The U.S. Justice Department opened criminal and civil investigations into the BP Plc oil spill in the Gulf of Mexico, the worst in U.S. history.
“We will prosecute to the fullest extent of the law anyone who has violated the law,” Attorney General Eric Holder said yesterday. “This disaster is nothing less than a tragedy.”
Holder announced the probe at a news conference in New Orleans after President Barack Obama earlier in the day called the spill “the greatest environmental disaster of its kind in our history.” The president said, “My solemn pledge is that we will bring those responsible to justice.”
The spill began after an April 20 explosion aboard the Deepwater Horizon rig, which London-based BP leased from Transocean Ltd. in Switzerland. Houston-based Halliburton Co. provided oilfield services on the well.
Holder, who said the probe “began some weeks ago,” declined to specify which companies are under investigation. He said he surveyed a portion of the damage yesterday, was briefed by Coast Guard officers and met with prosecutors for the areas affected by the spill. BP hasn’t been able to stop the flow of oil gushing from the well.
The Justice Department will ensure that taxpayer money will be repaid and that damage to the environment and wildlife will be reimbursed, Holder said. The government already has told “all relevant parties” to preserve documents that may “shed light on the facts surrounding this disaster,” Holder said.
BP will cooperate with the Justice Department, said Jon Pack, a company spokesman, in an interview. Transocean said in a statement that it will cooperate with authorities, adding, “We will not speculate on actions the Justice Department may or may not take.” Teresa Wong, a Halliburton spokeswoman, declined to comment.
The government is reviewing whether there were violations of the Clean Water Act, which carries civil and criminal penalties, and the Oil Pollution Act of 1990, which can be used to hold companies liable for cleanup costs, Holder said. Also under review is whether there were violations of the Migratory Bird Treaty Act and Endangered Species Act, which provide penalties for injuries to wildlife, and other criminal laws.
A criminal probe likely also will examine whether there was a violation of the Refuse Act, which deals with discharges into waterways, said David M. Uhlmann, a professor at the University of Michigan Law School in Ann Arbor. He is former chief of the Justice Department’s environmental crimes section.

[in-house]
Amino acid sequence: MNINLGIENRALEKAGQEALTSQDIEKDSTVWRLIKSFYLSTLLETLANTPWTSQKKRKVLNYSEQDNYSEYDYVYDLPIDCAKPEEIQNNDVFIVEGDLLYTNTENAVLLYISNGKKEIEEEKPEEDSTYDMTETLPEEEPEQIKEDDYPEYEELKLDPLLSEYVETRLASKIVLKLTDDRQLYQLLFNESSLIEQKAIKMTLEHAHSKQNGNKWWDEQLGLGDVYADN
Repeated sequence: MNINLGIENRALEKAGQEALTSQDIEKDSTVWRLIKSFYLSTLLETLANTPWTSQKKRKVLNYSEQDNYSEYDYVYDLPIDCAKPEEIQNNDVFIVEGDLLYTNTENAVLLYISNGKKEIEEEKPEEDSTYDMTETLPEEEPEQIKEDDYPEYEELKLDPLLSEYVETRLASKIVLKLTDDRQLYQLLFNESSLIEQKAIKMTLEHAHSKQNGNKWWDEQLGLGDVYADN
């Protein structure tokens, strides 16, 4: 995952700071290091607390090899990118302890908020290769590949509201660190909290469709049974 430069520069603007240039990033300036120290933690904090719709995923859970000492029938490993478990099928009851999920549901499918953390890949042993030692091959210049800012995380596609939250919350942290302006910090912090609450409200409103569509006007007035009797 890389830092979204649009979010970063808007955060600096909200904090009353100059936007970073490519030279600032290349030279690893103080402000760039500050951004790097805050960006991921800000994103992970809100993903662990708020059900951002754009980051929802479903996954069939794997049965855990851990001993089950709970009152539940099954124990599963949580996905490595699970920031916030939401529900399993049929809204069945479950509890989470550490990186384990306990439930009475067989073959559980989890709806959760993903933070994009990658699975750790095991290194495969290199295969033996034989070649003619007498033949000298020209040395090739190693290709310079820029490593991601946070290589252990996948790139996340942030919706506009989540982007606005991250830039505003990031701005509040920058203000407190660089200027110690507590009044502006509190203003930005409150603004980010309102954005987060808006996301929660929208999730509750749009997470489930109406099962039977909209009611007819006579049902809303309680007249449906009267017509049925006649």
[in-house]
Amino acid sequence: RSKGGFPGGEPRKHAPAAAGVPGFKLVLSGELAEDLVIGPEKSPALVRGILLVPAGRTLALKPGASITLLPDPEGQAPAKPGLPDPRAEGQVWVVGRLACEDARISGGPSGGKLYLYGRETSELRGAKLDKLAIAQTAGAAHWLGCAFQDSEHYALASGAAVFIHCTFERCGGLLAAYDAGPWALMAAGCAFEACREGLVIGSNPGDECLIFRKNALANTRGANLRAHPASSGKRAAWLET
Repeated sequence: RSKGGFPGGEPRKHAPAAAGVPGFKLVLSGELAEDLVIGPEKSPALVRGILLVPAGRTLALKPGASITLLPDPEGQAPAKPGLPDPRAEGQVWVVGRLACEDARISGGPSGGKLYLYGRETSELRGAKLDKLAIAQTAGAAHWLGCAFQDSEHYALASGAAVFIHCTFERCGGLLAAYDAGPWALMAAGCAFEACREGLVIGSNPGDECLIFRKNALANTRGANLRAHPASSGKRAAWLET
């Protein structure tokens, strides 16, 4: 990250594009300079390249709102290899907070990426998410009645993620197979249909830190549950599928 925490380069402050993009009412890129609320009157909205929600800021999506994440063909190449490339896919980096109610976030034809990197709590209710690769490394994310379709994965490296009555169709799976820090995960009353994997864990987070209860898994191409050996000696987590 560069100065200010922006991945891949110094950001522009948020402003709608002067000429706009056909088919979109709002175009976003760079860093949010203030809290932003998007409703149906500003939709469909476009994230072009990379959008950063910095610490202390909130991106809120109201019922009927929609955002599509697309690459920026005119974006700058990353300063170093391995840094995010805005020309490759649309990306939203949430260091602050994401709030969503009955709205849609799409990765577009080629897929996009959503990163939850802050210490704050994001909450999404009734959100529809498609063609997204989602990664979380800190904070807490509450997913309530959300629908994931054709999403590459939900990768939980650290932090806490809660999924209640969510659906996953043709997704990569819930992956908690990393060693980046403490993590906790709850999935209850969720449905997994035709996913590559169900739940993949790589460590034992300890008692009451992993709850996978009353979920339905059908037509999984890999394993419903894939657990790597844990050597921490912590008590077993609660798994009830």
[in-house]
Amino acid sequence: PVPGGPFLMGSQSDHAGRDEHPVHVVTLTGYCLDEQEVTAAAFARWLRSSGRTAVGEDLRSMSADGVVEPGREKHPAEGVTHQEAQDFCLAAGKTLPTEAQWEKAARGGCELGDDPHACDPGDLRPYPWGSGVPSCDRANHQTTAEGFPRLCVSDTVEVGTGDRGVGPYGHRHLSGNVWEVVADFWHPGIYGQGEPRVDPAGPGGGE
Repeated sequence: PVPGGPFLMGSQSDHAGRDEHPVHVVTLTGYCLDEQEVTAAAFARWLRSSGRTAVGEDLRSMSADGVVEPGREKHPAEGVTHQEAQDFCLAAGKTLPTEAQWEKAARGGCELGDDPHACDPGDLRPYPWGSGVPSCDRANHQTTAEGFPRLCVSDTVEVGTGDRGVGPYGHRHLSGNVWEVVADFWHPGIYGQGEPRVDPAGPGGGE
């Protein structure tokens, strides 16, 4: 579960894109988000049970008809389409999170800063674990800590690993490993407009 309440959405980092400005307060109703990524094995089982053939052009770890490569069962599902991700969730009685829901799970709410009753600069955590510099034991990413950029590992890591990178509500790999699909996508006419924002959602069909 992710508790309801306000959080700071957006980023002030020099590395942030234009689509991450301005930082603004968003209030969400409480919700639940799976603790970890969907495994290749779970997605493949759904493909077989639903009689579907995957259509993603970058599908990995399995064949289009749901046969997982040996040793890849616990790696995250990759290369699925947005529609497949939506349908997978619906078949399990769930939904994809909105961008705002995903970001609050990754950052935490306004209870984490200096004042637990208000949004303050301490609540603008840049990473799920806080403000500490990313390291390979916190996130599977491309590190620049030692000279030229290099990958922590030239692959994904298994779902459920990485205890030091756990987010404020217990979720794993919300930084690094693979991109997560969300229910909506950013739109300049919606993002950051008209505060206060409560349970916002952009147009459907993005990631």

Exxon Mobil Plea
In the 1989 Exxon Valdez oil spill in Alaska, Exxon Mobil Corp., based in Irving, Texas, and a shipping unit of the company pleaded guilty to criminal violations of the Clean Water Act, Migratory Bird Treaty Act and Refuse Act.
“They’re very likely to bring criminal charges against BP and other companies involved,” Uhlmann said in an interview.
To prove a misdemeanor Clean Water Act violation, he said the government would need to show that BP or other companies were negligent by acting without the care that would be expected of a reasonable person under the circumstances.
Internal BP memos and interviews with employees may be used by the Justice Department to help make a criminal case, said Roger J. Marzulla of Marzulla Law LLC in Washington, in an interview.
“The environmental crimes section would look at memos from BP employees raising safety concerns,” said Marzulla, a former assistant attorney general overseeing the Justice Department’s Environment and Natural Resources Division who isn’t involved in the BP matter.
The New York Times reported on May 30 that internal BP documents showed “serious problems and safety concerns” with the rig prior to the explosion that triggered the spill.
Marzulla said the government also may investigate whether BP or other companies lied to the government by submitting false reports to regulatory agencies.
Lawmakers have been urging a criminal investigation. A group of eight Democratic senators, led by Barbara Boxer of California, asked Holder to investigate possible criminal and civil wrongdoing.
They wrote in a letter last month to Holder that they had questions about whether BP made “false and misleading statements to the federal government regarding its ability to respond to oil spills in the Gulf of Mexico.”
States also are considering pursuing cases. Mississippi Attorney General Jim Hood said in an interview that he is preparing to file a complaint. He wouldn’t say whether the complaint is civil or criminal, or who may be named as defendants.
Efforts by BP to stop the leak haven’t been successful. Relief wells, the first of which is scheduled for completion in August, may be the best hope to stanch the leak, Carol Browner, energy adviser to Obama, said in a Bloomberg Television interview.
BP has spent $990 million -- or 15 percent of its first quarter net income -- on the spill response, according to a statement yesterday.
BP Chief Executive Officer Tony Hayward’s effort to stop the leak and clean up the spill is becoming more urgent as the Atlantic Basin hurricane season started yesterday.
The April 20 blast killed 11 workers and triggered leaks that, according to an estimate by a government panel, spewed 12,000 barrels to 19,000 barrels of oil a day into the ocean.